COLLEGE HILL (FOX19) - Cincinnati city officials announced Thursday they are holding a series of community meetings so residents can weigh in on the relocation of District 5 police headquarters.
Residents are invited to attend meetings from 6 p.m. to 8 p.m. March 1 at the Public Services Building,1115 Bates Ave., Camp Washington and March 7 College Hill Recreation Center, 5545 Belmont Ave., College Hill.
They can review each sites in detail and suggest potential ones.
Other topics of discussion will include:
- Basic specifications and criteria for the new facility
- Preliminary sites researched so far
- Positive and negative aspects of each site
A third public meeting will occur April 3 at 6 p.m. in the McKie Recreation Center, 1655 Chase Ave., Northside.
Staff and residents will discuss each of the proposed sites in greater detail and consider whether each site should be considered for final review.
This includes consideration of the city's vacant, old permit center site on Central Parkway in Clifton, City Manager Harry Black's original recommendation more than a year ago to City Council.
Late last year, Councilman Charlie Winburn called instead for a newly constructed, $17 million headquarters on the 3.85 acre parcel that currently holds College Hill Plaza, 5837 Hamilton Ave., in College Hill.
Mayor John Cranley and Councilman Kevin Flynn backed it, and Winburn wanted City Council to approve a $7 million motion for the project, but Councilman Chris Seelbach said he needed more time to review it.
Council, he noted, was only given the funding proposal and site location just hours earlier.
So the plan was delayed and now will be taken up again at these community meetings.
"The goal of these meetings is to find a site that meets the basic construction specifications and operational requirements needed from a police district headquarters while also serving the needs of the residents who live in District 5," city officials said Thursday in announcing the public input sessions.
"Effective community engagement is a crucial aspect of community-oriented policing. As such, this new Police District 5 building will follow that vision in every aspect and the final site determination will take into consideration the needs of the community and the entire district.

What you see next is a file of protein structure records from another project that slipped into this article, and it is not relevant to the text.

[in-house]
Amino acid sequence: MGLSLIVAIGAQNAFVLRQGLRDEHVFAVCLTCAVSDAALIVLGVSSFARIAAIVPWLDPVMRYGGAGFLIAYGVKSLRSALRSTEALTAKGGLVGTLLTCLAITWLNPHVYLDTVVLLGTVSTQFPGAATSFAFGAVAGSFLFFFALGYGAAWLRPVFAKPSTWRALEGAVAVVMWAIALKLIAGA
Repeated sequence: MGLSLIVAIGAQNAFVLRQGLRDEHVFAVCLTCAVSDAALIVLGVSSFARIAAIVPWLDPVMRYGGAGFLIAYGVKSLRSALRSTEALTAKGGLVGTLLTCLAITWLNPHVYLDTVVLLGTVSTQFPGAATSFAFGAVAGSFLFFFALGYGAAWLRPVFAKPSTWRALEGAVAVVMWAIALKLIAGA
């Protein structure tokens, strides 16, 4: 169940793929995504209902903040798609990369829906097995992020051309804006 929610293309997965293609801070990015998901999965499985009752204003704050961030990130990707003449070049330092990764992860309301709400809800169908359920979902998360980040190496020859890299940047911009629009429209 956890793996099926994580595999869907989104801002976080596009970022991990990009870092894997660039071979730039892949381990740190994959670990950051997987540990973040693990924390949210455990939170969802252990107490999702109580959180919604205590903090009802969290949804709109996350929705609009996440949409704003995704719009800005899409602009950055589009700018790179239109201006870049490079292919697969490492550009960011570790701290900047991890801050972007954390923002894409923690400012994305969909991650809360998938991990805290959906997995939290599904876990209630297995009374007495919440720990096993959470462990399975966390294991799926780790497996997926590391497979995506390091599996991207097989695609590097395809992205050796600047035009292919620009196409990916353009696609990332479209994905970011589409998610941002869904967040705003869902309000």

Residents who are unable to attend the meetings in person are asked to contact James Weaver (email@example.com) in the Department of City Planning or Rocky Merz (firstname.lastname@example.org) in the City Manager's Office.
District 5 of the Cincinnati Police Department serves Camp Washington, Clifton, Clifton Heights-University Heights-Fairview (CUF), College Hill, Mt. Airy, Northside, Winton Hills and Winton Place. This also includes a large portion of the University of Cincinnati, whose main campus is situated within the boundaries of District 5.
For more information on District 5 and its commander, Captain Bridget Bardua, visit: https://www.cincinnati-oh.gov/police/districts/district-5/
District 5 police station has been embroiled in a controversy over health and air quality concerns for more than a year now.
The building closed to the public in October, and several officers and civilian employees have been relocated until a new building is ready.
On Jan. 1, the police department entered into a lease agreement with the operators of 13,000 square-feet of office space at the College Hill Plaza. All District 5 personnel will work there until a permanent new headquarters is constructed, reads a Jan. 4 memo from Police Chief Eliot Isaac to Black.
During the next few months, the leased building will undergo modifications to increase the safety and security of the facility. The anticipated occupancy for all personnel is March 30, according to the chief's memo.
FOX19 NOW was the first to tell you about concerns related to working conditions inside District 5 in a series of investigative reports that began in November 2016.
The police union president, Sgt. Dan Hils, exclusively invited our cameras into the 60-year-old building for a tour of both floors and all rooms.
He turned to us for help after police commanders unsuccessfully tried for years to convince council members to spend money on a new building.
As our cameras rolled, Hils pointed out concerns about mold, a bed bug infestation, a leaky roof and cramped quarters.
He asked the city to conduct air quality tests. They found no major problem and gave the building essentially a "clean bill of health," according to City Manager Harry Black.
But concerns persisted, particularly as a cancer cluster pattern emerged among past and present officers and others assigned to work there.
From 2015-2016, there have been six cancer-related deaths and 13 cancer diagnoses of staff under the age of 60 allegedly linked to the D5 building, according to Hils.
In all, he has said, more than 30 past and present District 5 workers over the years have been diagnosed with cancer. The police union has been updating the list, and FOX19 NOW has learned it has grown substantially to about 90, according to Hils.
No one's cancer has been linked to conditions at the building, but now a federal cancer cluster study is underway at the facility.